5. Part 5: The Moodmetric measurement in preventive occupational health 

PART 3: Tools for long term and continuous stress measurement

Stress can be measured in several ways in clinical setting. The measurements done in laboratory  give versatile and accurate information. But as we do not live in a laboratory, they can not interpret the changes in our daily lives. Researchers and individuals need tools for long term and continuous stress measurement.

For decades there has been reliable methods available to measure stress in laboratory setting. These methods  include heart and heart rate variability measurement performed with several accurate sensors. Other heart related tests are blood flow measurements with long term registration of electrocardiography and blood pressure. Additionally there are tests on the autonomic nervous system and biochemical tests. The biochemical tests include hormonal and immunological definitions of blood, saliva and urine.

While servicing hospitals and research laboratories, these methods can not give a full picture on person´s stress level. Chronic stress develops over a long period of time and recovery can take weeks and months. User friendly methods that fit to daily life are needed to measure stress in long term.

Non-intrusive wearable devices are the solution for long term measurements

People are not willing to make huge compromises when it comes to health and wellbeing interventions. Activity trackers and other wellbeing devices have brought everyone the possibility to understand own physiology. Some of these equipment also draw conclusions on the stress level of the user.

Physiological measurement methods to follow stress levels for weeks or months are not yet available for clinical use. At the moment continuous and long term stress measurement can be done by measuring heart rate variability or electrodermal activity.

Heart rate variability (HRV)

A healthy heart is not a metronome. Heart rate variability means the variation between consecutive heart beats. At rest the variation can be from a few tens upto a hundred millisecons.

Why the heart rate varies

Heart rate variability is a way for our body to regulate optimal blood flow to the brain. The more variation there is between the beats, the bigger the activity of the parasympathetic system. This means that the recovery functions of the body work well.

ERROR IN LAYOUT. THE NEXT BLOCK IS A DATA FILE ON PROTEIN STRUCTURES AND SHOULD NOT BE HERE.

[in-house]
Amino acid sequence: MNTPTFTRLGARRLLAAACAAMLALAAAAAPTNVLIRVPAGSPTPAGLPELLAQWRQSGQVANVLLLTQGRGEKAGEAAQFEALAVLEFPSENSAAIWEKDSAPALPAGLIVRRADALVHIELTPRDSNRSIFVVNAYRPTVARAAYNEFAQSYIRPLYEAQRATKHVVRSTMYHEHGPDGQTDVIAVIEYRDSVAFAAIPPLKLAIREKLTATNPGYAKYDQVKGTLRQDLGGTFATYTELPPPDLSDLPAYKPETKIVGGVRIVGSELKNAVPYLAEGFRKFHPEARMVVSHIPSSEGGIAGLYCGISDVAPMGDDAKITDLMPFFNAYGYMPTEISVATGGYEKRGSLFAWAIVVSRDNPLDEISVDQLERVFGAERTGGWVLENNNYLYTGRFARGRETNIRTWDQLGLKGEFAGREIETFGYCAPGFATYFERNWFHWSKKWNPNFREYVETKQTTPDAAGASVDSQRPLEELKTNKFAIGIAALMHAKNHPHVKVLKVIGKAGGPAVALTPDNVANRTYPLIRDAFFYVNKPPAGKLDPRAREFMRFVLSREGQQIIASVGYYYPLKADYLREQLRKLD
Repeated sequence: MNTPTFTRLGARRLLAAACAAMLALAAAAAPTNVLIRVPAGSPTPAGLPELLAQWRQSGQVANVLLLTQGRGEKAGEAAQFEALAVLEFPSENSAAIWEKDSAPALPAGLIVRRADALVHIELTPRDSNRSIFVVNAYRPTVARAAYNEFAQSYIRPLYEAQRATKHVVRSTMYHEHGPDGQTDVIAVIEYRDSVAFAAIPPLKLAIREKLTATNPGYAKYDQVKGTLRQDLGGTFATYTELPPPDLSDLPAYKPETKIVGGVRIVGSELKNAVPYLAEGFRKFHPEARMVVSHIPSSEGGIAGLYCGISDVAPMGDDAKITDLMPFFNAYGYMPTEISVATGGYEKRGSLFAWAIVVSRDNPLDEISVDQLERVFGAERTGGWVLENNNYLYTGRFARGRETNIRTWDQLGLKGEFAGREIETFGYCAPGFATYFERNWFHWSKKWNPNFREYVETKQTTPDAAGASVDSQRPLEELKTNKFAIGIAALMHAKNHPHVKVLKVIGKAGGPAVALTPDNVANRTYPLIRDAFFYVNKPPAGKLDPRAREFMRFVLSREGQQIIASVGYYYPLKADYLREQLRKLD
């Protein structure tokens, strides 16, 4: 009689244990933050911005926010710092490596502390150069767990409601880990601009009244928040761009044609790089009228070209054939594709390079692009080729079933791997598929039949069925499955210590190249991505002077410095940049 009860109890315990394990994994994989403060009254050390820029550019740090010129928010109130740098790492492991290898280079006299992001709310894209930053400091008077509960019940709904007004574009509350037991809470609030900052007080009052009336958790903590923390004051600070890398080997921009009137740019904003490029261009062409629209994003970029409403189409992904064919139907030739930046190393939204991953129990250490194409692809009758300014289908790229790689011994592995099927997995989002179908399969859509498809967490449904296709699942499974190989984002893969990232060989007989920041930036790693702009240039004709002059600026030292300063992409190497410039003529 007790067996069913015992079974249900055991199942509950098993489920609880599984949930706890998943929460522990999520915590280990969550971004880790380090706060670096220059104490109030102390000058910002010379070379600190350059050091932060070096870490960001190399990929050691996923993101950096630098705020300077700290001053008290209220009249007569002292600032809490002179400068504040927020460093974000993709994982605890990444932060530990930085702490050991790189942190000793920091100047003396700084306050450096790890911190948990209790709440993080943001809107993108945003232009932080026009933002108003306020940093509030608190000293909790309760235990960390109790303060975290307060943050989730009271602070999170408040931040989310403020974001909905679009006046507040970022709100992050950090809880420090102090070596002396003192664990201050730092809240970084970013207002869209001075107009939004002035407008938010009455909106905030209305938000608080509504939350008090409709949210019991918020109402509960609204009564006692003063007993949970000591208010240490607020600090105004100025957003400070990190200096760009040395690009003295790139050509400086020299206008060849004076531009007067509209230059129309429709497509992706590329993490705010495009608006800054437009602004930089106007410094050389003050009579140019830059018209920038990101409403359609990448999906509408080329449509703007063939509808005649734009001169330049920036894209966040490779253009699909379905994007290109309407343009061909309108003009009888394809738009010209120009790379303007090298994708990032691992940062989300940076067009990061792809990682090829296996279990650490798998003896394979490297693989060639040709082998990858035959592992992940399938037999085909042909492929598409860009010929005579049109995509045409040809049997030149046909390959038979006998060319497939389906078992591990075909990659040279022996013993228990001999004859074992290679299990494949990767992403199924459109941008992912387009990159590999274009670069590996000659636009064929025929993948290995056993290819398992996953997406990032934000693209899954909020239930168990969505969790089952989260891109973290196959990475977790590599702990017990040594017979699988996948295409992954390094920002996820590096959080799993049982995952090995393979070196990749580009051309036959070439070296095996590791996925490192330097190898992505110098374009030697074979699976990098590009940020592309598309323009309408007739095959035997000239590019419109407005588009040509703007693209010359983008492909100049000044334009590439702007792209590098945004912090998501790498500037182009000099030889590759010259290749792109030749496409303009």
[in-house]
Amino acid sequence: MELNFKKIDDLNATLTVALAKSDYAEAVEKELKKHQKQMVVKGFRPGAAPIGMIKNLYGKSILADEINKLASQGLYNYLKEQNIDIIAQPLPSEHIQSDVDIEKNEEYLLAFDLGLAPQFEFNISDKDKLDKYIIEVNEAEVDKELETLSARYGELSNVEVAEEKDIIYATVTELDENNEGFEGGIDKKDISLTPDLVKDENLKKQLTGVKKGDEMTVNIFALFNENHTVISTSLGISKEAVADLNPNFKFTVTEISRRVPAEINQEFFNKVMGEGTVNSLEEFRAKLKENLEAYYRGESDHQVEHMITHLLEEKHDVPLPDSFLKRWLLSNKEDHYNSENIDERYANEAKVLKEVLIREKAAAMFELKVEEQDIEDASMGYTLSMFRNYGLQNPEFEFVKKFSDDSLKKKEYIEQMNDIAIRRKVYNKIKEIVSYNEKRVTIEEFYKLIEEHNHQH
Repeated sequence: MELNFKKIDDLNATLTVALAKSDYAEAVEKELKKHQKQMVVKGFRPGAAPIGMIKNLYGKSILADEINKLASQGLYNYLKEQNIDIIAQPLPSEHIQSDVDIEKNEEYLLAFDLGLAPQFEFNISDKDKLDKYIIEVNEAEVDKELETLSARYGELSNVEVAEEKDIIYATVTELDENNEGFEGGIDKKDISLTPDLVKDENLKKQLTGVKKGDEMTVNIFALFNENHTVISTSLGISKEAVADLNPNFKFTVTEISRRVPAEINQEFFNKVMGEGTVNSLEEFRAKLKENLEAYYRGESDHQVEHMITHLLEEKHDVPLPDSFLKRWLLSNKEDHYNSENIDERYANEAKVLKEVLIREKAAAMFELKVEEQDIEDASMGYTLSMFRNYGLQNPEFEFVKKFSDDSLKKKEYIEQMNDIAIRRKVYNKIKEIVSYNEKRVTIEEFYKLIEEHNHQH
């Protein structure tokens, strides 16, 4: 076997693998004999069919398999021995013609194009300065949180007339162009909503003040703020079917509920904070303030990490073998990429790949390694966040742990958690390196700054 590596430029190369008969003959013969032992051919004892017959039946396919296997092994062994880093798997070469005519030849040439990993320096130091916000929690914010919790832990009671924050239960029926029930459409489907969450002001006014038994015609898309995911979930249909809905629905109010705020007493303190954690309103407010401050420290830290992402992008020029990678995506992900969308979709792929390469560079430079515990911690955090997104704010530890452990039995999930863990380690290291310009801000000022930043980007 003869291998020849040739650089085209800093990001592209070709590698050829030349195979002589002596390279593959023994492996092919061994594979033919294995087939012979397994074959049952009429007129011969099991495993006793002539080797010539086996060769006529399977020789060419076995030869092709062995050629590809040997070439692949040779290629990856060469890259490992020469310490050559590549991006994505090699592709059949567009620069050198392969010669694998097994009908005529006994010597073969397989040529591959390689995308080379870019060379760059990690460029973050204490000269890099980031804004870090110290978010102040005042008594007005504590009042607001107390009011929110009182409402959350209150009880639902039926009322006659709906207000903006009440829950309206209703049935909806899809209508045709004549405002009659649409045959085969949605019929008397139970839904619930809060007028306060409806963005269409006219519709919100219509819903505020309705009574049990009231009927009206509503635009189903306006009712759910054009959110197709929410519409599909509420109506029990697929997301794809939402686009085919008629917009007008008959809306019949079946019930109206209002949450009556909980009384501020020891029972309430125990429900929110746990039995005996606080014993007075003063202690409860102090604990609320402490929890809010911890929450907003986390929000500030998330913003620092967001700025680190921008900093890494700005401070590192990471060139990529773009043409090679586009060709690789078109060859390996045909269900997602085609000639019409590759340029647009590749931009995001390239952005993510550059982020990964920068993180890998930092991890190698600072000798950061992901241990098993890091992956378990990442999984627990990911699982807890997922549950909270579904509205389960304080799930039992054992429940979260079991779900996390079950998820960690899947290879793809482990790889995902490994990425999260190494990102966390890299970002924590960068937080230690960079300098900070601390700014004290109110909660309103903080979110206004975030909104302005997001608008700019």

When action is needed the rest-and-digest functions of the body are shut off. Heart rate variability gets smaller for instance during the fight or flight response that activates the sympathetic nervous system. The heart pounds with regular beats. This is because in a fight the purpose is to stay alive and not fine tune bodily functions.

Factors affecting HRV

The heart rate variability is affected mostly by age, gender and pulse. The higher the age and the resting heart rate, the smaller the variation. Additional factors are physical and mental stress, smoking, alcohol and coffee, overweight, blood pressure and glucose level, infectious agents and depression. Also the inherited genes affect the heart rate variability significantly. Individual variation is large and therefore there are no clear set limits. During measurements it is important to pay attention to rest and physical load. When the heart rate goes up due to physical strain, the heart rate variability decreases.

Counting heart rate variability and accuracy of measurement

Heart rate variability as a phenomenon is known since 1960’s and applied in health care for a long time. The most accurate way for measurement is the electrocardiography (ECG or EKG). For wellbeing uses there are several devices available, out of which most accurate are those measuring from chest. Wrist and finger measurements suffer in accuracy especially with high heart rates due to movement of the measured spot.

Heart rate variability is measured by calculating the time interval between heartbeats. This is normally done by looking at the R spikes on an electrocardiogram, the R-R interval. Mathematical methods are needed in the analysis of the heart rate variability. With advanced algorithms it is possible make deductions about a person´s physical and mental load.

Heart rate variability is high at rest, when the person is young and healthy and with a good physical condition. Low HRV might indicate stress for a healthy adult.

Electrodermal activity (EDA)

also: galvanic skin response (GSR), skin conductance response (SCR)

A physiological phenomenon known since over hundred years is electrodermal activity. Psychological factors affecting the conductance of skin was found almost simultaneously by a French neuroscientist Féré (1888) and a Russian physiologist Tarchanoff (1889). The first observations had been done already over ten years prior by a French threrapist Vigouroux. Out of several naming conventions for the phenomenon  the electrodermal activity (EDA) prevailed.

Electrodermal activity from physiological point of view